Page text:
The bitter orange tree is one of the most useful for the fragrance industry—every part yields an interesting raw material. The delicate white flowers provide both Orange Blossom and Neroli essential oils, which are among the most popular ingredients in perfumery, decorating the notes of perfume compositions, lending a fresh touch to floral bouquets and forming the bodies of classical colognes.
Orange Blossom and Neroli are both produced from the same fragrant flower with the different methods of extraction determining the texture and olfactory characteristics of the oils. The bitter orange blossoms are hand gathered in late April to Early May when the oil can then be extracted from the blooms.
Orange Blossom oil is extracted using solvents to capture a far richer, thicker more viscous absolute. While Neroli comes from steam distillation of the freshly picked flowers which tends to be lighter in colour and has a more delicate aroma. Orange Blossom is considered a perfumer’s speciality oil as it is rich and potent even in low concentrations and has been admired for centuries for its decadent, exotic and sensual scent. With its aroma being described as warm, floral, rich and jasmine-like it is very popular for use in natural perfumery and beautifully compliments other citrus, floral and wood notes.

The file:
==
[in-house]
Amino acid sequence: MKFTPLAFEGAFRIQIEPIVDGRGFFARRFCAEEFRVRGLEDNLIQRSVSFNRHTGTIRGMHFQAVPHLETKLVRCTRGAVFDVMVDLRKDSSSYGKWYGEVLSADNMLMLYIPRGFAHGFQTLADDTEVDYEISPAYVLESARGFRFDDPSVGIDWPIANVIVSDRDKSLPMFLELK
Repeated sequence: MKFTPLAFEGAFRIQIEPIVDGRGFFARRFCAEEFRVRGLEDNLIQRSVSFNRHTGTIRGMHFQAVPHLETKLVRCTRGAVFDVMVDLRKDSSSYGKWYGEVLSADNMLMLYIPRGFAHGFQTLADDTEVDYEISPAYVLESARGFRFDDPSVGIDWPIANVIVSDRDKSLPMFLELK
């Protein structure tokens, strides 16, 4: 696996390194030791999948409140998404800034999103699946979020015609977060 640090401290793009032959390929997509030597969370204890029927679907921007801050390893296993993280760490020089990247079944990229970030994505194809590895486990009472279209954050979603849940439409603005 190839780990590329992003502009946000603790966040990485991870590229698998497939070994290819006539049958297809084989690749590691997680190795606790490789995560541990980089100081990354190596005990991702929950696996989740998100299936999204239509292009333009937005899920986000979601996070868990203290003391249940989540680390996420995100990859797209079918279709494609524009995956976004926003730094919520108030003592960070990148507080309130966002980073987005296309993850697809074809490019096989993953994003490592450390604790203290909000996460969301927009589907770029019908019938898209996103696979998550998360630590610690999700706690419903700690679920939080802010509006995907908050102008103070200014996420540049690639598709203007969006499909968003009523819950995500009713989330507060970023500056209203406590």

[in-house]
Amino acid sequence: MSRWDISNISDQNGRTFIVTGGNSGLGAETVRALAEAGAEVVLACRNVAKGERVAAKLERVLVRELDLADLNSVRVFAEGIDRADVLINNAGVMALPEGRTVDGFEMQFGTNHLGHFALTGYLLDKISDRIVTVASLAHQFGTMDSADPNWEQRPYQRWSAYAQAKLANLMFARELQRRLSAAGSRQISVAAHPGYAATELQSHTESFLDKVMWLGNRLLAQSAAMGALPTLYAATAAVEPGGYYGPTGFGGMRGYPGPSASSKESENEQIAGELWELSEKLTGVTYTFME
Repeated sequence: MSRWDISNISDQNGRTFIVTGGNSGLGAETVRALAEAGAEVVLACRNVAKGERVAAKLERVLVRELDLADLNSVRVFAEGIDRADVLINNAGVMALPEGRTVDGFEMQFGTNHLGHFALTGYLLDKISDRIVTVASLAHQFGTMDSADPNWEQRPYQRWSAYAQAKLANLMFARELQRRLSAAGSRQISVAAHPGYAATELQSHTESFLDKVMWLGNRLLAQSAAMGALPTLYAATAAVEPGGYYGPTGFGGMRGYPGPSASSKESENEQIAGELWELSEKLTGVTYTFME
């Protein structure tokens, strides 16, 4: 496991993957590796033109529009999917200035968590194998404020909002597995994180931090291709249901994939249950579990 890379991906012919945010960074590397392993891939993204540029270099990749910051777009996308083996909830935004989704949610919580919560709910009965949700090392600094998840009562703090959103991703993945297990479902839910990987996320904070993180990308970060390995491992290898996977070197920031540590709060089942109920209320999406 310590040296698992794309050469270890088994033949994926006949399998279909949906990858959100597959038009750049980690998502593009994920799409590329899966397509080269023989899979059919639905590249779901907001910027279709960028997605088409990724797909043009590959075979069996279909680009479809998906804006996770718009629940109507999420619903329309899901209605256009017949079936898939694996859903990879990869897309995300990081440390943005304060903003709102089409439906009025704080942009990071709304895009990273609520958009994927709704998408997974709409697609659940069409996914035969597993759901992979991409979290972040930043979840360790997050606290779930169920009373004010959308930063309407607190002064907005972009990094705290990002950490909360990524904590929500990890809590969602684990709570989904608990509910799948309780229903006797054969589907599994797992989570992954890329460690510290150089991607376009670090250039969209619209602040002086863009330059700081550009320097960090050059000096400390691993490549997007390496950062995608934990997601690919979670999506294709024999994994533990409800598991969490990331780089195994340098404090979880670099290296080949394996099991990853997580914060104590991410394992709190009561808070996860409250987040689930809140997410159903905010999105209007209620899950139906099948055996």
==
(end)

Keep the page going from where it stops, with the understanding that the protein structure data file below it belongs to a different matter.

It takes at least 1,000 pounds of bitter orange blossom flowers to produce one pound of Neroli oil, making it one of the most expensive among citrus essential oils, however the exotic fragrance has many uses and benefits making it well worth the money. Unlike Orange Blossom, Neroli has a sharper, more delicate aroma with a pleasantly bitter top note and a herbal green body. It was named after the 16th century Princess, Anna Maria de La Tremoille of Nerola, Italy, who loved the fragrant orange blossom scent and introduced it to Italy. Due to its fresh floral aroma and nontoxic substance Neroli oil is a classic element in fragrance design and one of the most commonly used in the industry.